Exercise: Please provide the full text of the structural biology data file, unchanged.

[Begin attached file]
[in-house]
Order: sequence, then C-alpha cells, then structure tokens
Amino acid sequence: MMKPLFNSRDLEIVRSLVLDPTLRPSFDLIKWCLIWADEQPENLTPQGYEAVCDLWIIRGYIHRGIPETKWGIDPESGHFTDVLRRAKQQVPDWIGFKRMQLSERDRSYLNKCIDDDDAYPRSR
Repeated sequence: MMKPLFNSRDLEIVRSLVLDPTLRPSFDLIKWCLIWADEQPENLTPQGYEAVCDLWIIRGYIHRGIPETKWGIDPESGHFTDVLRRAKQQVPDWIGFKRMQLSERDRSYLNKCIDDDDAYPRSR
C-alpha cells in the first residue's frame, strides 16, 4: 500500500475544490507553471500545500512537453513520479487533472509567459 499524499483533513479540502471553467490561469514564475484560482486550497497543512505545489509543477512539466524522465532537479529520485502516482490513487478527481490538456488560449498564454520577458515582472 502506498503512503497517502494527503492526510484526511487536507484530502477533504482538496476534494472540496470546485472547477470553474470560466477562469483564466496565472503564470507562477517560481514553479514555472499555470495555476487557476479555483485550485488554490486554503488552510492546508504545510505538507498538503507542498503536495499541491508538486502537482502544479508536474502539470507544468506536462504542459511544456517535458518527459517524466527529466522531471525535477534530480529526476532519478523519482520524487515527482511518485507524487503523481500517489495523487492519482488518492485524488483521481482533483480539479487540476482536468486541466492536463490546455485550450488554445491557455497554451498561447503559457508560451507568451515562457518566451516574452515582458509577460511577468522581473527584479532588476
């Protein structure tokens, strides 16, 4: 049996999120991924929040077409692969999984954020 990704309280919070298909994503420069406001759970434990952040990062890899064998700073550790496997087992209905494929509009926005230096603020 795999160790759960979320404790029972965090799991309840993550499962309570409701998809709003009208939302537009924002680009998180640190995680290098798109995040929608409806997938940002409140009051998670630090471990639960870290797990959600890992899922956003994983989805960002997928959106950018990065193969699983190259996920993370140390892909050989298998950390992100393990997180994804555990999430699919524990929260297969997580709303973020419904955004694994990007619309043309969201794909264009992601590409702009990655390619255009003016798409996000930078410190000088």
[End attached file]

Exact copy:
[in-house]
Order: sequence, then C-alpha cells, then structure tokens
Amino acid sequence: MMKPLFNSRDLEIVRSLVLDPTLRPSFDLIKWCLIWADEQPENLTPQGYEAVCDLWIIRGYIHRGIPETKWGIDPESGHFTDVLRRAKQQVPDWIGFKRMQLSERDRSYLNKCIDDDDAYPRSR
Repeated sequence: MMKPLFNSRDLEIVRSLVLDPTLRPSFDLIKWCLIWADEQPENLTPQGYEAVCDLWIIRGYIHRGIPETKWGIDPESGHFTDVLRRAKQQVPDWIGFKRMQLSERDRSYLNKCIDDDDAYPRSR
C-alpha cells in the first residue's frame, strides 16, 4: 500500500475544490507553471500545500512537453513520479487533472509567459 499524499483533513479540502471553467490561469514564475484560482486550497497543512505545489509543477512539466524522465532537479529520485502516482490513487478527481490538456488560449498564454520577458515582472 502506498503512503497517502494527503492526510484526511487536507484530502477533504482538496476534494472540496470546485472547477470553474470560466477562469483564466496565472503564470507562477517560481514553479514555472499555470495555476487557476479555483485550485488554490486554503488552510492546508504545510505538507498538503507542498503536495499541491508538486502537482502544479508536474502539470507544468506536462504542459511544456517535458518527459517524466527529466522531471525535477534530480529526476532519478523519482520524487515527482511518485507524487503523481500517489495523487492519482488518492485524488483521481482533483480539479487540476482536468486541466492536463490546455485550450488554445491557455497554451498561447503559457508560451507568451515562457518566451516574452515582458509577460511577468522581473527584479532588476
């Protein structure tokens, strides 16, 4: 049996999120991924929040077409692969999984954020 990704309280919070298909994503420069406001759970434990952040990062890899064998700073550790496997087992209905494929509009926005230096603020 795999160790759960979320404790029972965090799991309840993550499962309570409701998809709003009208939302537009924002680009998180640190995680290098798109995040929608409806997938940002409140009051998670630090471990639960870290797990959600890992899922956003994983989805960002997928959106950018990065193969699983190259996920993370140390892909050989298998950390992100393990997180994804555990999430699919524990929260297969997580709303973020419904955004694994990007619309043309969201794909264009992601590409702009990655390619255009003016798409996000930078410190000088």